Rebleeding and vasospasm after SAH: New strategies for improving outcome

Thomas P Bleck*

*Corresponding author for this work

Research output: Contribution to journalReview article

11 Scopus citations

Abstract

Rebleeding and cerebral vasospasm are major causes of death and disability in SAH patients. Early surgery is used to prevent rebleeding. However, because the risk of this complication is highest during the first 24 hours, prophylaxis with an antifibrinolytic, bed rest, and antihypertensive therapy may be helpful between presentation and surgery. Angiography and transcranial Doppler ultrasonography can be used to detect cerebral vasospasm. An increase in cerebral blood flow velocity of at least 50 cm/s during one 24-hour period or a mean velocity of 120 cm/s is predictive of symptomatic vasospasm, which carries a 15% to 20% risk of stroke or death. Hypervolemia, induced hypertension, hemodilution, and nimodipine are used to prevent and/or treat cerebral vasospasm.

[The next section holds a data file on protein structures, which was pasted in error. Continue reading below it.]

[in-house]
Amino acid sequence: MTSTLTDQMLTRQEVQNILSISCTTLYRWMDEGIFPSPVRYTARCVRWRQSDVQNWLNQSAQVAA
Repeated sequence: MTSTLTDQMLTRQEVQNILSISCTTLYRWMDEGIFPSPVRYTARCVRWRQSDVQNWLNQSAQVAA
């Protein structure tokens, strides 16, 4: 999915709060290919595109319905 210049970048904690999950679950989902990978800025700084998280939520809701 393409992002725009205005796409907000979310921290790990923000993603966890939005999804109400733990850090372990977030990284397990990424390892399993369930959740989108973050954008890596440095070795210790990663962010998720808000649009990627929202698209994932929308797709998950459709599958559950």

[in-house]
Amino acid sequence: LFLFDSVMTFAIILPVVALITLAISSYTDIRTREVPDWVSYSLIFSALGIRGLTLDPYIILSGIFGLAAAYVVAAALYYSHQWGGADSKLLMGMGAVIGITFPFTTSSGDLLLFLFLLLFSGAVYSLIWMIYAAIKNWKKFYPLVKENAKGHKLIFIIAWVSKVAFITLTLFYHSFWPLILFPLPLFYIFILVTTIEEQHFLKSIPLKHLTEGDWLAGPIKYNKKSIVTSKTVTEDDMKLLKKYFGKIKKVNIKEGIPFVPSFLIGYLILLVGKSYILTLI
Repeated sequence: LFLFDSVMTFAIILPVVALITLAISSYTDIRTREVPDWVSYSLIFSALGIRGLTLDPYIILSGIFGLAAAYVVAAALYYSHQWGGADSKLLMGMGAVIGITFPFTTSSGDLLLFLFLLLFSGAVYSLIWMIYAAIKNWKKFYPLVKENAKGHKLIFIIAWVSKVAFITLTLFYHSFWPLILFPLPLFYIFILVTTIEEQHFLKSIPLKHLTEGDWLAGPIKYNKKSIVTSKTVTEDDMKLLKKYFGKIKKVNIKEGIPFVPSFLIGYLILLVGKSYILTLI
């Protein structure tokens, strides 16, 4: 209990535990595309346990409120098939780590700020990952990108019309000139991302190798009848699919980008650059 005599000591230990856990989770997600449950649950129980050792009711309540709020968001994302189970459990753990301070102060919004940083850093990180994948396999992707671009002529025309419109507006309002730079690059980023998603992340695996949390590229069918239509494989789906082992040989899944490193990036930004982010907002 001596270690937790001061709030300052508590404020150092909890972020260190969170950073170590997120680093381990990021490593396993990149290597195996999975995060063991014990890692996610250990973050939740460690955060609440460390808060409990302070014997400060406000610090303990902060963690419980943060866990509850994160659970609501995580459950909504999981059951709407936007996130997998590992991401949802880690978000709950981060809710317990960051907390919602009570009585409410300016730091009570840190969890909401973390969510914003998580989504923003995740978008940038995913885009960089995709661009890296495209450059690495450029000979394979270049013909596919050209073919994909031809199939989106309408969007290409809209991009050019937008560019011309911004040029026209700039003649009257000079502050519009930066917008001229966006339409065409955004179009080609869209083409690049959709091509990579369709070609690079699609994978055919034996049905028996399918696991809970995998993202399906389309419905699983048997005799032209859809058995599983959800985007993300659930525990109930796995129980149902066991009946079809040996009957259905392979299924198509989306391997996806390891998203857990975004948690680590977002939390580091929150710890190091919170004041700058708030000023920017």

Original languageEnglish (US)
Pages (from-to)572-582
Number of pages11
JournalJournal of Critical Illness
Volume12
Issue number9
StatePublished - Dec 1 1997

ASJC Scopus subject areas

  • Critical Care and Intensive Care Medicine

Fingerprint Dive into the research topics of 'Rebleeding and vasospasm after SAH: New strategies for improving outcome'. Together they form a unique fingerprint.

  • Cite this